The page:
One silver lining of Covid-19 for booklovers has been unprecedented digital access to literary events all over the world. The Booker Prize will join that trend on November 19 with a globally accessible awards ceremony featuring readings from each of the finalists by actors, filmed onstage at London's renowned Old Vic theater.
“The year of Covid has led us to interpret in a new light the Booker Prize Foundation's purpose of promoting the art of literature for the public benefit, " said Gaby Wood, literary director of the Booker Prize Foundation.
To that end, a month of digital events leading up to the awards ceremony, including Instagram Live conversations, will highlight the six shortlisted authors: Diane Cook for The New Wilderness (Harper), Tsitsi Dangarembga for This Mournable Body (Graywolf), Avni Doshi for Burnt Sugar (Overlook, Jan. 26, 2021), Maaza Mengiste for The Shadow King (Norton), Douglas Stuart for Shuggie Bain (Grove), and Brandon Taylor for Real Life (Riverhead).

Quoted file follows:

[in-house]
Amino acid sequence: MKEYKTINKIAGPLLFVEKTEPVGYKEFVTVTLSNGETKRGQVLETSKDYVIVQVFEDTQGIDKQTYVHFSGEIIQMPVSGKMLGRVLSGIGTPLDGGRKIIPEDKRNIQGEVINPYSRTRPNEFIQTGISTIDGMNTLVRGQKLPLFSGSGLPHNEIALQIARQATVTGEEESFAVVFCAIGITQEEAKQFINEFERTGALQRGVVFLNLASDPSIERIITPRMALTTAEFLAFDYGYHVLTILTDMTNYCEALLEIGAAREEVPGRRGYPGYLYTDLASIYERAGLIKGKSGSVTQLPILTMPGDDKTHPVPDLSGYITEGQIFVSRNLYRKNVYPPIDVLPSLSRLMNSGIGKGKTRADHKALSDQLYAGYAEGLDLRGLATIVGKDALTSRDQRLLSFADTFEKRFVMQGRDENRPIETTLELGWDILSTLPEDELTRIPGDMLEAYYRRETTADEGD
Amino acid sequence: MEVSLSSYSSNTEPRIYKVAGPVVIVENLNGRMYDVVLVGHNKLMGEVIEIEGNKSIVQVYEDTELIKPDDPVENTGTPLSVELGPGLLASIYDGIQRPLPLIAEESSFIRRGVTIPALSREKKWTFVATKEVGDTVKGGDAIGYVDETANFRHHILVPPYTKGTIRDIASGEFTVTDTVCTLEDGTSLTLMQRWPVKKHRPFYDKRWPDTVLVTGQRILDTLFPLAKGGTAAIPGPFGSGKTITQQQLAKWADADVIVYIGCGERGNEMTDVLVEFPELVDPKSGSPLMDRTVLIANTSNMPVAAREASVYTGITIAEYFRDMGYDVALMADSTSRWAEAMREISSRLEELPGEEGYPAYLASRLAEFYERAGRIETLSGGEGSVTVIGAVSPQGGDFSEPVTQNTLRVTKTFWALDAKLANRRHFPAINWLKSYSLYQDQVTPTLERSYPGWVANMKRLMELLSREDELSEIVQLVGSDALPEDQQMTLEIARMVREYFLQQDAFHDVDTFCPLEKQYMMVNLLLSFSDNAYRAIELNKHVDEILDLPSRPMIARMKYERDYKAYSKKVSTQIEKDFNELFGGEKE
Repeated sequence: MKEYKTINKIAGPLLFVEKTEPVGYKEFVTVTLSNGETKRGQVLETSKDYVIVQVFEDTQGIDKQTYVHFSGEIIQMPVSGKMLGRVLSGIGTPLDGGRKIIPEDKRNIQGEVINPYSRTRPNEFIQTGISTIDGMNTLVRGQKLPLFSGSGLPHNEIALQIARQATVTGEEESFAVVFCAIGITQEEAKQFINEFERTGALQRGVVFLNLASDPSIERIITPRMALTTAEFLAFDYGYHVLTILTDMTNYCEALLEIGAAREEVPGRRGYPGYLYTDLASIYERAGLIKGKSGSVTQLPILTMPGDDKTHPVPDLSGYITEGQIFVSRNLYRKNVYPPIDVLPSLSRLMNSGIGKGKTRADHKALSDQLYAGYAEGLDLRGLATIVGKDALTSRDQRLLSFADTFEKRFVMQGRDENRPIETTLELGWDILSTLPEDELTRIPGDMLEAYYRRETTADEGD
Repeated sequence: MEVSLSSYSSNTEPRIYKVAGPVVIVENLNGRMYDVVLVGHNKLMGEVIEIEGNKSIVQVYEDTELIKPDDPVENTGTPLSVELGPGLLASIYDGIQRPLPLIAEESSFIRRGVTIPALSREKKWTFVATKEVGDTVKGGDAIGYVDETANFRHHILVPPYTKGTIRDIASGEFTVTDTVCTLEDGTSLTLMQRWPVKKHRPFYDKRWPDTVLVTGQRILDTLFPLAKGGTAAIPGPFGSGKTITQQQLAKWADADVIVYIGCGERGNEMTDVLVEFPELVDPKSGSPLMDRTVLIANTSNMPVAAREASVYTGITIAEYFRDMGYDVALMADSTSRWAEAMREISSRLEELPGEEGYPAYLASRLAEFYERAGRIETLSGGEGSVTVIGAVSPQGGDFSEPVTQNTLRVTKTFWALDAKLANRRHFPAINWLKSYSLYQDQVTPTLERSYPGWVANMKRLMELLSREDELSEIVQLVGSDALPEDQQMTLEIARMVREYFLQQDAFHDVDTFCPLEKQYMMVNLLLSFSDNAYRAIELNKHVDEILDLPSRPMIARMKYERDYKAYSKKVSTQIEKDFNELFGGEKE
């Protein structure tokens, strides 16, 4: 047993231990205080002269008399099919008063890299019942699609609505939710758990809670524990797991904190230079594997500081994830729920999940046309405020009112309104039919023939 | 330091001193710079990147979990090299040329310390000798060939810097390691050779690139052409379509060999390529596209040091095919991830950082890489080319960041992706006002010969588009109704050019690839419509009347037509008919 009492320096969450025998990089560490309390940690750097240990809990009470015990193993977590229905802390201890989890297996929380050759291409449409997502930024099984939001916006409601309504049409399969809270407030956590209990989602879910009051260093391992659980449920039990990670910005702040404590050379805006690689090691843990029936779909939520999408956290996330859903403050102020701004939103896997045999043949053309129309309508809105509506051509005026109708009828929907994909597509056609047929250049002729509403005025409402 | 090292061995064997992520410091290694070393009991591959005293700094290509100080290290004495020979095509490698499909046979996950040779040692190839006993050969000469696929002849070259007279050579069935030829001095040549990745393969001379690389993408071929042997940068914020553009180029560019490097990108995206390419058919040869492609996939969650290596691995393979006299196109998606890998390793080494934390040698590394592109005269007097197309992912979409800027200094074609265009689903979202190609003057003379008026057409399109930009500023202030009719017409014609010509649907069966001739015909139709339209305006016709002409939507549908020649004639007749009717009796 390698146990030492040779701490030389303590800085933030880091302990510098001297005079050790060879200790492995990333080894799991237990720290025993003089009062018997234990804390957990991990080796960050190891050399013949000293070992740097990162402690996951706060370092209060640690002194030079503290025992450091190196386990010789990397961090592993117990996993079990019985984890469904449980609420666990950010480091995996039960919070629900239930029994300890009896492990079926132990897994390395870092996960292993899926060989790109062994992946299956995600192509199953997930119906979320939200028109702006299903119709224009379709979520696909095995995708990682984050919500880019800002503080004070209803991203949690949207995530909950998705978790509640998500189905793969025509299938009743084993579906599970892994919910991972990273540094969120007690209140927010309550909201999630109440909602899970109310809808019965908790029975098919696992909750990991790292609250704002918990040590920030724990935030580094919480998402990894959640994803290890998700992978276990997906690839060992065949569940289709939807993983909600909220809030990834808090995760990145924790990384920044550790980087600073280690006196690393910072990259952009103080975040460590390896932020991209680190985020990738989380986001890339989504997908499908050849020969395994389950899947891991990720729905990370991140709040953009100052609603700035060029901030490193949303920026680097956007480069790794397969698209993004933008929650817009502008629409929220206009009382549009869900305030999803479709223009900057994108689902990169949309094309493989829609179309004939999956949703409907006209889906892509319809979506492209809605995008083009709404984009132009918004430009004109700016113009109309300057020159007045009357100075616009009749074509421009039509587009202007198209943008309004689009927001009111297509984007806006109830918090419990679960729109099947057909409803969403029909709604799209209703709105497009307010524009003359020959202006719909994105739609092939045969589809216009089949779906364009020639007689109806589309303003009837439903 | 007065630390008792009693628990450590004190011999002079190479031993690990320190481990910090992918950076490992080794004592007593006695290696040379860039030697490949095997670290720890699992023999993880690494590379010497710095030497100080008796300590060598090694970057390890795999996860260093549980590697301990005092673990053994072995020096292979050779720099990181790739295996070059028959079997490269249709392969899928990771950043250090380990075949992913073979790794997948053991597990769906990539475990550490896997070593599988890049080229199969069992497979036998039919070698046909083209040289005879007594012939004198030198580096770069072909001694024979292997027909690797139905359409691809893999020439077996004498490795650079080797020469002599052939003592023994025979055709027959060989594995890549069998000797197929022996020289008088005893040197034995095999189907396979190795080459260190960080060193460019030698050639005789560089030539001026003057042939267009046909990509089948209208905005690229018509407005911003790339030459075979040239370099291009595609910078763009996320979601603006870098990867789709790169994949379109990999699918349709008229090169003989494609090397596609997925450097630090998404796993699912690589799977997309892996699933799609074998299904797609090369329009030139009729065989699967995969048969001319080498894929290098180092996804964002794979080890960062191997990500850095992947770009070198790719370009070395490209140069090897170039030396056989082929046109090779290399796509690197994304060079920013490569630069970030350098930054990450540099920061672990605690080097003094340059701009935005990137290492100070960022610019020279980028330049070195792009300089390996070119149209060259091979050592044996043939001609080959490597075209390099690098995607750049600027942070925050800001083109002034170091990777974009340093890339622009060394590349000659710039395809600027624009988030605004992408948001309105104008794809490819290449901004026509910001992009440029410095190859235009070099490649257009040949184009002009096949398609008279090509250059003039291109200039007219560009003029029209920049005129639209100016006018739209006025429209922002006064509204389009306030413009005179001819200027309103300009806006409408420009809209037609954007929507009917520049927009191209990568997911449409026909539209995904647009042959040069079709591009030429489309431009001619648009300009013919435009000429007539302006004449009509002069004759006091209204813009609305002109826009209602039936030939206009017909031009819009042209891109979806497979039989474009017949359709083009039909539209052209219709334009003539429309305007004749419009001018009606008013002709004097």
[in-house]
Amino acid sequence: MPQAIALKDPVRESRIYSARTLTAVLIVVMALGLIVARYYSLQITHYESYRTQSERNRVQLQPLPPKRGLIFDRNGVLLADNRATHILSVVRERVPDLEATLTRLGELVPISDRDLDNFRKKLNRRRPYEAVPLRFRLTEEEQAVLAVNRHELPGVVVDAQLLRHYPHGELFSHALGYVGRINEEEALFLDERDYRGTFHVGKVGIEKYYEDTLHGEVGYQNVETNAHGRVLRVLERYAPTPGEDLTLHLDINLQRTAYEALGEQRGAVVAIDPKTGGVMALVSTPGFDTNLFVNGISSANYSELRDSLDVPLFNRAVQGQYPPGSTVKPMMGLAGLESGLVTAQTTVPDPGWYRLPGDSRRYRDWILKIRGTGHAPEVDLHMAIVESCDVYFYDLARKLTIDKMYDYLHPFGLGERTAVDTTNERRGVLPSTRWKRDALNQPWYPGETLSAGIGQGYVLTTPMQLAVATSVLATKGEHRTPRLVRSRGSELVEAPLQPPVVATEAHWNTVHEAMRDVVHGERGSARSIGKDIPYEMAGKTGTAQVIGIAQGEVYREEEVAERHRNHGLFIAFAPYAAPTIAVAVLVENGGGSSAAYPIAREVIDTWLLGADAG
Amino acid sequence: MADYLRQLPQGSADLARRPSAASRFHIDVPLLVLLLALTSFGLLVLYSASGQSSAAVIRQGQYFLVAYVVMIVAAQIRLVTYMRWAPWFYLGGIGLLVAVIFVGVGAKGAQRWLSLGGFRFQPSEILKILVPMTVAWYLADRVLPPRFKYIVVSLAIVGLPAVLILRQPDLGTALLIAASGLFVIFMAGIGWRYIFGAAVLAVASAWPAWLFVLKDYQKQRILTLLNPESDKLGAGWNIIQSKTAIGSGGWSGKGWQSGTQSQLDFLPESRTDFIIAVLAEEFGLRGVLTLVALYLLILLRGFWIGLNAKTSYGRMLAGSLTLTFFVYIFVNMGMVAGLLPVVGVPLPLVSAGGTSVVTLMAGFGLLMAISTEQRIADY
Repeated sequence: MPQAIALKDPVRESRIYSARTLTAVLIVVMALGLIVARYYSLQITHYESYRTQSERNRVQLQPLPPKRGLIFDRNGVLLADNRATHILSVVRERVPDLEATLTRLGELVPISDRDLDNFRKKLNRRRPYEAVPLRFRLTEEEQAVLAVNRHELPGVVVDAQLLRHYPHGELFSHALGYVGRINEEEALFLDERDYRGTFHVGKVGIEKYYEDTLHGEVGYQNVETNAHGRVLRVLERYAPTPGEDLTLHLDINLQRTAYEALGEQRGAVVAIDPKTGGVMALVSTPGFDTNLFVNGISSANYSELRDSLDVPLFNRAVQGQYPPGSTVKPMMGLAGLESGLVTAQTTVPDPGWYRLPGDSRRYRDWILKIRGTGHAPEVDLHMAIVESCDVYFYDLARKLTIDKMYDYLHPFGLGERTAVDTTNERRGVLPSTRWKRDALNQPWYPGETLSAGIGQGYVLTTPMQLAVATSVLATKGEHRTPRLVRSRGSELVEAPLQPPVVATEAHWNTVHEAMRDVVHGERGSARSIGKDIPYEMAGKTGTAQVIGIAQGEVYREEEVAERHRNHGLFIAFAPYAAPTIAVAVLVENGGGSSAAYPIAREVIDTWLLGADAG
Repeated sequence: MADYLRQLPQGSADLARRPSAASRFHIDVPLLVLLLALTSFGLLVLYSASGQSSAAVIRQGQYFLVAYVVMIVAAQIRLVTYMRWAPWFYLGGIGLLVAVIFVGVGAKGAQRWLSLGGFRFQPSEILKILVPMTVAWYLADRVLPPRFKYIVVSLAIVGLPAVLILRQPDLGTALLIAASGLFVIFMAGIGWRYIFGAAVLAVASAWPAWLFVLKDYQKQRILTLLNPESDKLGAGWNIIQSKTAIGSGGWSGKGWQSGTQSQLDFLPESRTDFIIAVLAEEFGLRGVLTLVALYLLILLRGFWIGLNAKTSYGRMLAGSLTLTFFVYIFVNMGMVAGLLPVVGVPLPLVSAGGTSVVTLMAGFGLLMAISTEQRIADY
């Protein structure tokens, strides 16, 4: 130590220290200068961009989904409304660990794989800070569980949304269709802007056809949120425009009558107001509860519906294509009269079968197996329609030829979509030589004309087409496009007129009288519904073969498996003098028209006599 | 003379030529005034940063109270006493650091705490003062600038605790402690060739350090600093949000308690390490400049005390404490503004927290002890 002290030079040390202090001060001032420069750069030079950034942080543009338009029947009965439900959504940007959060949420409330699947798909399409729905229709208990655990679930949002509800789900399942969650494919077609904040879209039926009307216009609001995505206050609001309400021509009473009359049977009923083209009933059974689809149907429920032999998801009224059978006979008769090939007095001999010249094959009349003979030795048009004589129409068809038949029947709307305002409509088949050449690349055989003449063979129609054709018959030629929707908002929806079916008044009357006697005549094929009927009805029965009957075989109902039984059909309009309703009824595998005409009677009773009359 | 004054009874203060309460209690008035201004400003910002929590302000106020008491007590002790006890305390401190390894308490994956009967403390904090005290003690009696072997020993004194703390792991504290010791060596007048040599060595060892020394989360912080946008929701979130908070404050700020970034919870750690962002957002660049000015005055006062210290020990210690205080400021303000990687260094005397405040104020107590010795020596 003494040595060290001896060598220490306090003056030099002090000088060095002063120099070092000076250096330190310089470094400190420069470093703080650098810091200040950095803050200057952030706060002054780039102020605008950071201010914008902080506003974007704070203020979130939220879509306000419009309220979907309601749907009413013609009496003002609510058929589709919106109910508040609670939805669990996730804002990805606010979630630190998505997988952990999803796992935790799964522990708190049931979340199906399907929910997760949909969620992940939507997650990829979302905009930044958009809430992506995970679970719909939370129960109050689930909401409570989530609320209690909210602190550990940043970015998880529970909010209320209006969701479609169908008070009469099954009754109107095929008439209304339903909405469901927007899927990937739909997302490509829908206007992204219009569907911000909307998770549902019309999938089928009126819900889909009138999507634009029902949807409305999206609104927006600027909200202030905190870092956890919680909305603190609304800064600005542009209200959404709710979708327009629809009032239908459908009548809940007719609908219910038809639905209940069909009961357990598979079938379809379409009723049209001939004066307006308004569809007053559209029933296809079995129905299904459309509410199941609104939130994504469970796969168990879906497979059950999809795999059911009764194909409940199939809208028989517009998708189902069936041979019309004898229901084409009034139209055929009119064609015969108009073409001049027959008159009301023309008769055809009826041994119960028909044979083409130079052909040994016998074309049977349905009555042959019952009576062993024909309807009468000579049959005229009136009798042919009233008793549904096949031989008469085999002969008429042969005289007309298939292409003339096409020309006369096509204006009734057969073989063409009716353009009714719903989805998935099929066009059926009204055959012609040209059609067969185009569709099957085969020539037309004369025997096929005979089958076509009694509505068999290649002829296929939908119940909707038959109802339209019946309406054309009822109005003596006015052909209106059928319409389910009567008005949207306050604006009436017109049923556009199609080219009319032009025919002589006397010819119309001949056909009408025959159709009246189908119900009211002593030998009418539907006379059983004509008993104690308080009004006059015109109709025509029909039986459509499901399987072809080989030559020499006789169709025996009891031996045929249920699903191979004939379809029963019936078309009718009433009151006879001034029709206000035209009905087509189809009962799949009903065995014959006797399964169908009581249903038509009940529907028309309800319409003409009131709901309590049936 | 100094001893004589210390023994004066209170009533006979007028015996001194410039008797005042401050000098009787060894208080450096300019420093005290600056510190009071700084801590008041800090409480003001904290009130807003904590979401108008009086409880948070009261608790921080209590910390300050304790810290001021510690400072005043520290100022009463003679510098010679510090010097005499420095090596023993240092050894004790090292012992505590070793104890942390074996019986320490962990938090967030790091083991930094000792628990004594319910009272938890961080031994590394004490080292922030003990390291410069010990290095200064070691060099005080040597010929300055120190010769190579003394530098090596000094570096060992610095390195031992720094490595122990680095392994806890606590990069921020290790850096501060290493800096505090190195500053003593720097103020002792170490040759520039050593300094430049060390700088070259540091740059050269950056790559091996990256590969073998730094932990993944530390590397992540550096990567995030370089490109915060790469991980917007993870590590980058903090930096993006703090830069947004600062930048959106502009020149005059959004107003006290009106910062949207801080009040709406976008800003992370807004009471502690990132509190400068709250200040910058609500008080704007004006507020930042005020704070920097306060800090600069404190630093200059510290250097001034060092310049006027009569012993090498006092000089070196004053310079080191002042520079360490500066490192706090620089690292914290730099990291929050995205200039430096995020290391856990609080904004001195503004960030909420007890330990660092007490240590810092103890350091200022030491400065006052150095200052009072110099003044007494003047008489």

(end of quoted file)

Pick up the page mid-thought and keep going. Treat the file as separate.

"The Booker Prize is one of the cultural landmarks of the year," said Jonty Claypole, director of BBC Arts. "A moment when we celebrate the power of literature and connect hundreds of thousands of readers with extraordinary books. Its global recognition is testament to our creative confidence as a nation and our ability to shine a light on great art wherever it comes from." Originally limited to writers from the Commonwealth and Ireland, the Booker Prize has been open to Americans since 2014, and five of this year’s six shortlisted authors live and work in the U.S.
The Booker Prize for Fiction was first awarded in 1969, and was called the Man Booker Prize for Fiction when sponsored by Man Group from 2002 to 2018. The winner receives about $64,000. In 2019, for the first time, two novels were honored: The Testaments by Margaret Atwood and Girl, Woman, Other by Bernardine Evaristo.